Overheard on Wall Street: Nike, Target, VF and Steve Madden

Nike 2015 Black History Month Collection
Nike's Kobe 9 Elite.
Courtesy image

In a matter of days, earnings season will be in full swing. As analysts prepare to dissect the quarterly performance of footwear heavy hitters, they have been offering general commentary and key expectations.

In addition to this week’s earnings chatter, Target Corp. announced a settlement with MasterCard over the retailer’s data breach, and Nike might have an NBA deal in the works.

Join FN for this week’s Wall Street wrap-up.

Nike Inc.
In a note today, Citi Research analyst Kate McShane said she suspects that an NBA apparel-rights deal is on the horizon for the athletic footwear behemoth. The NBA’s previous 10-year contract with Adidas will expire in 2017, McShane noted.

“The deal [with Nike] is likely to be at a significant premium from its previous $400 million contract [with Adidas], in our view,” said McShane. “One source also said the Nike and Jordan logos could appear on NBA jerseys for the first time as part of the deal. Currently, Adidas’ logo is only on NBA warm-ups. Other details for the potential contract have not been revealed.”

Steve Madden Ltd.
Steve Madden has been a hot topic on the Street over the last few months. The fast-growing footwear company’s acquisitions in the past year include Brian Atwood, Dolce Vita and bootmaker Blondo’s intellectual-property assets. Analysts say they expect improving market trends, along with the company’s strong execution, to be solid growth drivers.

“Management has done a good job of navigating through economic and fashion issues. Investors should look through [the first half of 2015], as it is beleaguered by port issues and acquisition integration,” said Sterne Agee analyst Sam Poser in a note this week. “The fashion drought has bottomed, and there are signs of improved new product on the horizon.”

Wunderlich Securities analyst Danielle McCoy told FN that she expects the company to continue to take advantage of current economic conditions.

“Steve Madden has been one of the biggest beneficiaries of M&A trends. When you have a brand that’s privately owned and highly focused on one category and demographic — like Dolce Vita — it can be really tough, especially when the trend shifts,” explained McCoy, adding that Steve Madden’s acquisition of the brand was a win-win. “Steve Madden has been able to make these acquisitions … and diversify its portfolio and widen its distribution.”

Steve Madden is expected to report Q1 on April 24.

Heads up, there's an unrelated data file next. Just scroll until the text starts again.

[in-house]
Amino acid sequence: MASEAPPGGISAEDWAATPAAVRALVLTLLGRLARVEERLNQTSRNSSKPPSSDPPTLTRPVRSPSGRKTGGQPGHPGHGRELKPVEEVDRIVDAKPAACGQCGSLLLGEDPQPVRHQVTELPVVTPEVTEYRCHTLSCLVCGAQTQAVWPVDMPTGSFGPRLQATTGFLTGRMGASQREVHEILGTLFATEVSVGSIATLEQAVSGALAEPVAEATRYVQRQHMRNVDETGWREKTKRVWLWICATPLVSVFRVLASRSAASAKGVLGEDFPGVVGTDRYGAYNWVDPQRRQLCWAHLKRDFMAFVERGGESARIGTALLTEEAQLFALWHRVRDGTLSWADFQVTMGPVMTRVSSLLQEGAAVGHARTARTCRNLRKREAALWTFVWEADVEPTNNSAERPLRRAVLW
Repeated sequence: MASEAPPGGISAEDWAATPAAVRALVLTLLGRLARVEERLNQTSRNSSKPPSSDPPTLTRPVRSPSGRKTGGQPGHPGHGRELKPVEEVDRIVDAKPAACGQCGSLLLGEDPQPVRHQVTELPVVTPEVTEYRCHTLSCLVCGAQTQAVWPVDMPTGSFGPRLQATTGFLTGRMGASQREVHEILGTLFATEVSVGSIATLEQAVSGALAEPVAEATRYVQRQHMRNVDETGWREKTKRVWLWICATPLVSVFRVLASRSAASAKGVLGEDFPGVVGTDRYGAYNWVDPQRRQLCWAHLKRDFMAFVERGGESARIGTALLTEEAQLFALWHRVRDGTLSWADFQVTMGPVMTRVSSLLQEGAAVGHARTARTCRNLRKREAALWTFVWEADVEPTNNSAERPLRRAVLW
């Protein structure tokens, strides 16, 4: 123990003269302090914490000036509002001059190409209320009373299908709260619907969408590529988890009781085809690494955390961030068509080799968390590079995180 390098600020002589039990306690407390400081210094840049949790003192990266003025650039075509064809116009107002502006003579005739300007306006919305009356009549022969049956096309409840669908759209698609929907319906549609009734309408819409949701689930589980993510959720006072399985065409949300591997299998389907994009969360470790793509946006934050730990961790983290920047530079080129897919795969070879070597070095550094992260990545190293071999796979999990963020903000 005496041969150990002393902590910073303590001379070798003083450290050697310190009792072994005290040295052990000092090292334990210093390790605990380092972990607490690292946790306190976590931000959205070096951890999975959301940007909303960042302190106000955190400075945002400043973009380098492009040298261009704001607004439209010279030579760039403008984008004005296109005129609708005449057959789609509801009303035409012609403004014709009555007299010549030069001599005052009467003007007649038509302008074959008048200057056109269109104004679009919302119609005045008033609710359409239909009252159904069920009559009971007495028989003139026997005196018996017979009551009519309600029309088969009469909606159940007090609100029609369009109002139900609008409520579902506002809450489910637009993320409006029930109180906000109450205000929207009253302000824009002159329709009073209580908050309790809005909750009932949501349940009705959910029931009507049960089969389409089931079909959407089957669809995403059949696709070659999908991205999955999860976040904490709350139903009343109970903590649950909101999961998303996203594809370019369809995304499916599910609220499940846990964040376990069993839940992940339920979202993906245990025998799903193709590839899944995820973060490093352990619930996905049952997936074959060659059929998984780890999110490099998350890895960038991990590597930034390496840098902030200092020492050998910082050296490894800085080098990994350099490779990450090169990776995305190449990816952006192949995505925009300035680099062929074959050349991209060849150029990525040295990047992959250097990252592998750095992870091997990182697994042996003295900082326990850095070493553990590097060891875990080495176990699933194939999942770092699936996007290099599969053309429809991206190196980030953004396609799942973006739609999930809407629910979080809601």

VF Corp.
The parent company of Timberland and Vans has also been making waves on Wall Street this week, with analysts still eagerly watching for the “acquisition-minded” company’s next M&A move.

“VF is the master of acquiring distressed brands — but a willing buyer doesn’t guarantee a willing seller,” said Laurent Vasilescu, an analyst at Macquarie Capital, who named Billabong, Puma and Quiksilver as possible acquisition targets. “Right now, everything is expensive because the stock market is high and the economy is so strong.”

Vasilescu added that VF’s strategy has been to not pay premium prices when purchasing brands.

Susquehanna Financial analyst Christopher Svezia said in a note this week that in Q4, “management’s tone was clear that M&A was the No. 1 capital-allocation concern.”

“Recall that it’s been nearly two years since the analyst day that spoke to $1.3 billion in M&A sales by [fiscal year 2017] and nearly four since a major acquisition,” noted Svezia. “Since then, cash has been building against ample flexibility should an opportunity arise. In addition, while currencies are a pain on the [profit and loss], a strong dollar can only help when looking globally.”

Target Corp.
After months of negotiations stemming from 2013’s data breach, which compromised the data of more than 40 million customers during the holiday shopping season, Target announced Wednesday that it has settled with MasterCard International Inc. for $19 million.

“Target has agreed to fund up to $19 million pre-tax in alternative recovery payments, depending on the extent of eligible issuer acceptances,” the company said in a release. “The settlement is conditioned on issuers of at least 90 percent of the eligible MasterCard accounts accepting their alternative recovery offers, either directly or through their sponsoring issuers, by May 20, 2015.”

Target is negotiating separately with Visa Inc., The Wall Street Journal reported on Tuesday.